Some persons are promoting the use of “corporations sole” by churches and church members as a lawful way to avoid all government laws and regulations, including income taxes and payroll taxes. Church leaders are informed that by structuring their church as a corporation sole they will become an “ecclesiastical” entity beyond the jurisdiction of the government. Individuals are told that by becoming a corporation sole they can avoid income taxes. The promoters, who often use email and the Internet, make it all sound so believable with numerous references to legal dictionaries, judges, and ancient cases. As this article will demonstrate, such claims are false. Any material you receive promoting the corporation sole scam should be immediately discarded.
What is a corporation sole?
A corporation sole is type of corporation that allows the incorporation of a religious office, such as a bishop. One court described such corporations sole as follows,
A corporation sole enables a bona fide religious leader, such as a bishop or other authorized church or other religious official, to incorporate under state law, in his capacity as a religious official. One purpose of the corporation sole is to ensure the continuation of ownership of property dedicated to the benefit of a religious organization which may be held in the name of its chief officer. A corporation sole may own property and enter into contracts as a natural person, but only for the purposes of the religious entity and not for the individual office holder’s personal benefit. Title to property that vests in the office holder as a corporation sole passes not to the office holder’s heirs, but to the successors to the office by operation of law. A legitimate corporation sole is designed to ensure continuity of ownership of property dedicated to the benefit of a legitimate religious organization.
Corporations sole are recognized in only the following 12 states:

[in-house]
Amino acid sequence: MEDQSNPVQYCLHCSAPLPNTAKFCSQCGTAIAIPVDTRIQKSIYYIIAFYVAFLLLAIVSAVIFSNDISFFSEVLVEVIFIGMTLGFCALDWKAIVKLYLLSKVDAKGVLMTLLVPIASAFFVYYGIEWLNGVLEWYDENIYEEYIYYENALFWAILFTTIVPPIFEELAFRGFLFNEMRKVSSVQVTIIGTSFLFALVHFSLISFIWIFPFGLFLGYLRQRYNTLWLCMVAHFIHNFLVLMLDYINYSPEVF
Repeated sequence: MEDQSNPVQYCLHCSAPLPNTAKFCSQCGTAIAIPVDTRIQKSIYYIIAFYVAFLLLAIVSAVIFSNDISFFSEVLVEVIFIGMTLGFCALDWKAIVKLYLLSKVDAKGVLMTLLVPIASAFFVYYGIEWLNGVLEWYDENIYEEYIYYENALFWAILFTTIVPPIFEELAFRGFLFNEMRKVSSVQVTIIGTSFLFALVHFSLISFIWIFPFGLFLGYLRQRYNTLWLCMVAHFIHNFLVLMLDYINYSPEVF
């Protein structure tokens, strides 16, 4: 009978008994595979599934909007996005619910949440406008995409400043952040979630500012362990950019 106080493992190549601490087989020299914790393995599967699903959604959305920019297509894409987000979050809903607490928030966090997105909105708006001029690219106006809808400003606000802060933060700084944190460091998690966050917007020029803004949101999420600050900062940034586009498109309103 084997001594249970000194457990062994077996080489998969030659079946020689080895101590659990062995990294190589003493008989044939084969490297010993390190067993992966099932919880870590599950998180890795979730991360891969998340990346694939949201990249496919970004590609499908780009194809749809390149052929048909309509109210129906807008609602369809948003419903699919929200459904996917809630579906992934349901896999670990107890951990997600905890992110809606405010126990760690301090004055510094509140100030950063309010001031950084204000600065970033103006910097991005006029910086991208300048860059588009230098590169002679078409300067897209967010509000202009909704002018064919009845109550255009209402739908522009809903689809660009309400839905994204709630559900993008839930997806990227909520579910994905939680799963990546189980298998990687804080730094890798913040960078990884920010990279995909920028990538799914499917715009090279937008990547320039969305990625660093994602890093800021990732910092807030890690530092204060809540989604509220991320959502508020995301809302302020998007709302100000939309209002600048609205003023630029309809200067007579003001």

If your church is not in one of these states, it cannot form a corporation sole, and you should ignore any information you receive to the contrary.
A typical example of a corporation sole statute is section 10002 of the California Corporations Code (enacted in 1878), which provides, “A corporation sole may be formed under this part by the bishop, chief priest, presiding elder, or other presiding officer of any religious denomination, society, or church, for the purpose of administering and managing the affairs, property, and temporalities thereof.” Section 10008 specifies that “every corporation sole has perpetual existence and also has continuity of existence, notwithstanding vacancies in the incumbency thereof.”
These sections in the California Corporations Code illustrate the purpose of the corporation sole—to provide for the incorporation of an ecclesiastical office so that it is not affected by changes in the persons who occupy that office. The corporation sole is designed for use by an individual ecclesiastical officer, and not by churches or other religious organizations.
Are corporations sole exempt from government laws?
Absolutely not. Consider the following two points. First, a church cannot incorporate as a corporation sole. Only the presiding officer of a religious organization can do so. A church officer’s decision to incorporate as a corporation sole has no effect on the relationship of the church with the government.